And then she is silent. Everything is silent. I stay completely still so that the doctor can hear better.
“Okay, we’re done.” He removes the stethoscope from my chest, turning to Mom. “You’ll never have to worry about this ever again. It’s a harmless heart murmur.” He smiles and looks into my eyes. “Just like your mother’s.”
The words grow and linger in the room, in my mother’s smile, in the sounds of the doctor’s steps toward the door.
You will never have to worry about this ever again.
Ever again. The opinion of a specialist. A dismissal. I can still feel my mother’s relief, as I examine the photograph in my mind.
You will never have to worry about this ever again.
Growing up in a small town on the Swedish West Coast, Lene Fogelberg developed a love of poetry and reading, nurtured by the enchanting surroundings of her childhood; deep woods, fields, and ocean.
Fogelberg went on to study Foreign Languages at the University of Gothenburg: among them English and French as well as Literature and Creative Writing. She also studied German in Germany and Creative Writing at the Stockholm Academy of Writing.
Always curious, Fogelberg has embraced opportunities to live abroad, in Germany and the USA. Shortly after moving to the US it was discovered, by luck of circumstances, that she was in the last stages of a fatal congenital heart disease. Within weeks she underwent two life-saving open-heart surgeries and began the long battle of recovery. Now she is well and grateful for every day with her husband and two daughters. She is currently living in Jakarta, Indonesia.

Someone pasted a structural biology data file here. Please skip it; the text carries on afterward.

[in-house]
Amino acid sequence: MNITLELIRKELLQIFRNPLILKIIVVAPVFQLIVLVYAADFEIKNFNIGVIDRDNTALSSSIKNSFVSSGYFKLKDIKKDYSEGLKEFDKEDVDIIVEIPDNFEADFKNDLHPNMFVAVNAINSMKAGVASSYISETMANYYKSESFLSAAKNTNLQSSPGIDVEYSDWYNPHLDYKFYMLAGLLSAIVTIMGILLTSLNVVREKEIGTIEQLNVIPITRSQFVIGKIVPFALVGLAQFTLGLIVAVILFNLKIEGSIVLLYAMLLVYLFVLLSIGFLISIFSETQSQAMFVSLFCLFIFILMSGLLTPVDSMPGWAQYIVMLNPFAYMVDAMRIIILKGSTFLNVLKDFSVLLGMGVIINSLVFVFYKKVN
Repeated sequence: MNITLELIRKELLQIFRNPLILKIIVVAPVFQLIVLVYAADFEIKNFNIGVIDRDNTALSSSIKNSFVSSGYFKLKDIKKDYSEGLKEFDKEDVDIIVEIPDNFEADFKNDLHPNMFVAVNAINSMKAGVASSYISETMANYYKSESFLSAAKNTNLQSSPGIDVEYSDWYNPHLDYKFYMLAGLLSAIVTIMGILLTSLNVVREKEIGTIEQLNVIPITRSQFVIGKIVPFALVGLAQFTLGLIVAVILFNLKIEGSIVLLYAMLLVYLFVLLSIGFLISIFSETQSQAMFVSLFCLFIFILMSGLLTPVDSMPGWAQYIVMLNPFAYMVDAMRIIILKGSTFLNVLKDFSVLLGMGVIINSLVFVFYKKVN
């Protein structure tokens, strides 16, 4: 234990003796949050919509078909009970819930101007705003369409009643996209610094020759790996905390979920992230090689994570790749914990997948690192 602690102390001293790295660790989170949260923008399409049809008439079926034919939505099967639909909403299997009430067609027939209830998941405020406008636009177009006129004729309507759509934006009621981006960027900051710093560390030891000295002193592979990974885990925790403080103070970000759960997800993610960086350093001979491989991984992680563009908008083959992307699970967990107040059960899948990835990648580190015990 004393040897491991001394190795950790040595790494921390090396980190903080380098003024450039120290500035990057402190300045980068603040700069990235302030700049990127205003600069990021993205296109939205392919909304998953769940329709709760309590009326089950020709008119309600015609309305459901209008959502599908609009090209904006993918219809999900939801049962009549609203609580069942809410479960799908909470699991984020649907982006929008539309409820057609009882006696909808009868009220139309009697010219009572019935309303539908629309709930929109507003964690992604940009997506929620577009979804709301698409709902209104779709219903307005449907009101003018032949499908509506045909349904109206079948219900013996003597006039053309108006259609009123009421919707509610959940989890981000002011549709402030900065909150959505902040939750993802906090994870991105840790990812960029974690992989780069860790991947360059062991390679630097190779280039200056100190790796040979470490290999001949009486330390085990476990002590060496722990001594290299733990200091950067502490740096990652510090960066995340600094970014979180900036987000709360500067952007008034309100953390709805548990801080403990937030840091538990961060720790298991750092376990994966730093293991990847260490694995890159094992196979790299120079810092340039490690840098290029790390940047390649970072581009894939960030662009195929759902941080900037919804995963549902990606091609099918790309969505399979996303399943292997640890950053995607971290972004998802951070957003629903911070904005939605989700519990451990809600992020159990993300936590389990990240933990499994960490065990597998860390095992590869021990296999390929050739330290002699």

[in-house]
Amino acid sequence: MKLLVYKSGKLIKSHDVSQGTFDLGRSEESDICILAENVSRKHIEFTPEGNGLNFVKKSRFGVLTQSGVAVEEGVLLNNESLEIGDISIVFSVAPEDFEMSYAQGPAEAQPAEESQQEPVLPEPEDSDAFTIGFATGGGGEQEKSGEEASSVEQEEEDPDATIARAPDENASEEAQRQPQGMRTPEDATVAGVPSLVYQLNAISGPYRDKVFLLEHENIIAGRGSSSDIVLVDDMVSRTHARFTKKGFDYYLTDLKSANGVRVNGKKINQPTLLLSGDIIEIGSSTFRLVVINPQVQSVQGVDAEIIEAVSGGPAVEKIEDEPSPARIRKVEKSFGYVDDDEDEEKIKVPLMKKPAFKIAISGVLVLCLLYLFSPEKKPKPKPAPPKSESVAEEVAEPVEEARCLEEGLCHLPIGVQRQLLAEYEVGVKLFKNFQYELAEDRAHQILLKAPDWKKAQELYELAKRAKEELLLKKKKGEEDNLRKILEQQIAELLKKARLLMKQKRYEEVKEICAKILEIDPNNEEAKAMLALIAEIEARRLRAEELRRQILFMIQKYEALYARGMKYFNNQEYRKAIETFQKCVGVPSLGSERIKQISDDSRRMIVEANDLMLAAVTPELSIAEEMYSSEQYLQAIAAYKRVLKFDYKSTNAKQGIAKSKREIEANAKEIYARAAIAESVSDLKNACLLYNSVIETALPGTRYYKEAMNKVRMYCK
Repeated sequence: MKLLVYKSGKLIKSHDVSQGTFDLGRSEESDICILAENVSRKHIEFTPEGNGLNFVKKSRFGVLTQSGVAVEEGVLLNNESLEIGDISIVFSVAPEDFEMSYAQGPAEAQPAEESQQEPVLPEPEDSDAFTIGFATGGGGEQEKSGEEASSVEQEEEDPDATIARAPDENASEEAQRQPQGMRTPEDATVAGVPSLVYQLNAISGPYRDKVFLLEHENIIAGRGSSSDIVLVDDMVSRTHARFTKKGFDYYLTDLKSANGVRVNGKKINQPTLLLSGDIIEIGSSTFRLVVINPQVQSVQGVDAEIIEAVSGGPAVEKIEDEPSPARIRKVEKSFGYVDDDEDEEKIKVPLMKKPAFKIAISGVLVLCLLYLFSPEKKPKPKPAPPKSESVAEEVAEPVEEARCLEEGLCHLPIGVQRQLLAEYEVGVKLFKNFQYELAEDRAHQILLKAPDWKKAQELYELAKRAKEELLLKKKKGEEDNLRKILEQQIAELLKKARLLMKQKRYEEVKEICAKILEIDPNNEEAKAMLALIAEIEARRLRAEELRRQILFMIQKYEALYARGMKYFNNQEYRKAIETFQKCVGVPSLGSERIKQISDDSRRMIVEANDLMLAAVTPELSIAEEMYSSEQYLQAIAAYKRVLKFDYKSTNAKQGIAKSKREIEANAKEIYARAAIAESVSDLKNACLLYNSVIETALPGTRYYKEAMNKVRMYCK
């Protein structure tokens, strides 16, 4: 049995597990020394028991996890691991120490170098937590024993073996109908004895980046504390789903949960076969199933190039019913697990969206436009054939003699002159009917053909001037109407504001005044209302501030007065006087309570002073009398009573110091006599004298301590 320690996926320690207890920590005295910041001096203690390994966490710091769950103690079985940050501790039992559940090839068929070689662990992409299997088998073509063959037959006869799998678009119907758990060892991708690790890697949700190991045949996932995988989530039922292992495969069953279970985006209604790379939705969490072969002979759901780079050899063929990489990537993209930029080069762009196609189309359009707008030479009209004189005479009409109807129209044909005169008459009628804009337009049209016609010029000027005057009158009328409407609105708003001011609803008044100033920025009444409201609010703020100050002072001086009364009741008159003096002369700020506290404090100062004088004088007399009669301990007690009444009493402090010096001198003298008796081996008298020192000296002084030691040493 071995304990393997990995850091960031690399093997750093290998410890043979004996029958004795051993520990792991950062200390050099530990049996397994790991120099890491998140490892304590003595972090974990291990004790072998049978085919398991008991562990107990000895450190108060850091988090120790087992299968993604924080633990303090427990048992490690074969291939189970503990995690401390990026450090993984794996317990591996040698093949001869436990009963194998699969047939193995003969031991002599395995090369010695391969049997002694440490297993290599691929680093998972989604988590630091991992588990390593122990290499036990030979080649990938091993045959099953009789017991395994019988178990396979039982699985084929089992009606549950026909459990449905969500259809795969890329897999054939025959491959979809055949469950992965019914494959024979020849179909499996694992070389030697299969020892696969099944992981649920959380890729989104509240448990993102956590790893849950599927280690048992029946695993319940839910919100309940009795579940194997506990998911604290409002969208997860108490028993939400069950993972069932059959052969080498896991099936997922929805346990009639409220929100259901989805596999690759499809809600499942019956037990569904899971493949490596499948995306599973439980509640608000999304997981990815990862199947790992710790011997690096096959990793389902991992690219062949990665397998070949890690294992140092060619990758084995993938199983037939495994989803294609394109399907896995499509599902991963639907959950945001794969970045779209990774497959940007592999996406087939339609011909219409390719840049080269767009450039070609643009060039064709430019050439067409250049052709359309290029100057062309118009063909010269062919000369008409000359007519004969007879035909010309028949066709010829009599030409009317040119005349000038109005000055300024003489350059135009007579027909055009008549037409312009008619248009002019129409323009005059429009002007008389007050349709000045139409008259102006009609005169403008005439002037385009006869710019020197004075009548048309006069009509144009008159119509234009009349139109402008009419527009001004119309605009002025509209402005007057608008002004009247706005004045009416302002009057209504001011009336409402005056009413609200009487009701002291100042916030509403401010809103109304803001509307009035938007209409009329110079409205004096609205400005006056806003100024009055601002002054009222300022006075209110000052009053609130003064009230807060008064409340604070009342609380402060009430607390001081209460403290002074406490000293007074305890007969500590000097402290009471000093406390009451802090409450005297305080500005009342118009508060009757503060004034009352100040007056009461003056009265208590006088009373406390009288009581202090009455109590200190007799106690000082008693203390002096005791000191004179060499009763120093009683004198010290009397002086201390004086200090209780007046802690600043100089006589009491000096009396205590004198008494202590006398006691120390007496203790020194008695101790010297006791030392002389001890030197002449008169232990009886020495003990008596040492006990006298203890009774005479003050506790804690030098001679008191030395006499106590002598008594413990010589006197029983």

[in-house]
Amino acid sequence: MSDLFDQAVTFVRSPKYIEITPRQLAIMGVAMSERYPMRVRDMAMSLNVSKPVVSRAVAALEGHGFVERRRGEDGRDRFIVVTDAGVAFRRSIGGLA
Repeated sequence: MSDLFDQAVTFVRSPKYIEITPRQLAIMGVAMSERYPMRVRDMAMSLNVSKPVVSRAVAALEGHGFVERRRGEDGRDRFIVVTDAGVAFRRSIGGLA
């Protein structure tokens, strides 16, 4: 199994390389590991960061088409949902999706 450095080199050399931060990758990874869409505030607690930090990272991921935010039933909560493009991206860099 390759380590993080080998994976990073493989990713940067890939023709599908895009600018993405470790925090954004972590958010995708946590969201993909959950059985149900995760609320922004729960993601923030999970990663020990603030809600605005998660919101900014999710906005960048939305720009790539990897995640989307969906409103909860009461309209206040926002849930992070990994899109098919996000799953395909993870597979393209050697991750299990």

An award-winning poet in Sweden, Fogelberg has always felt drawn to writing in English and switched language when writing the memoir BEAUTIFUL AFFLICTION, to be published by She Writes Press September 2015.
The riveting true story of a young woman’s struggle to raise a family while her body slowly deteriorates as the result of an undetected fatal heart disease.
Lene Fogelberg is dying―she is sure of it―but no doctor in Sweden, her home country, believes her. Love stories enfold her, with her husband, her two precious daughters, her enchanting surroundings, but the question she has carried in her heart since childhood―Will I die young?―is threatening all she holds dear, even her sanity. When her young family moves to the US, an answer, a diagnosis, is finally found: she is in the last stages of a fatal congenital heart disease. But is it too late?
Unflinchingly honest and often harrowing, Beautiful Affliction is an inspiring account of growing up and living on the verge of death―and of the beauty, harshness, loneliness, and, ultimately, unbending love that can be found there.
View the other posts
This week I am joined by Lene Fogelberg, author of Beautiful Affliction. There is really no better way to introduce Lene than to share the heartfelt and utterly deserved praise I offered for her beautiful book: Please stop throughout the week as Lene shares a wonderful guest post, an excerpt, plus poignant and stunning quotes from the book.
This week I am joined by Lene Fogelberg, author of Beautiful Affliction. There is really no better way to introduce Lene than to share the heartfelt and utterly deserved praise I offered for her beautiful book: Please stop throughout the week as Lene shares an excerpt, plus more poignant and stunning quotes from the book.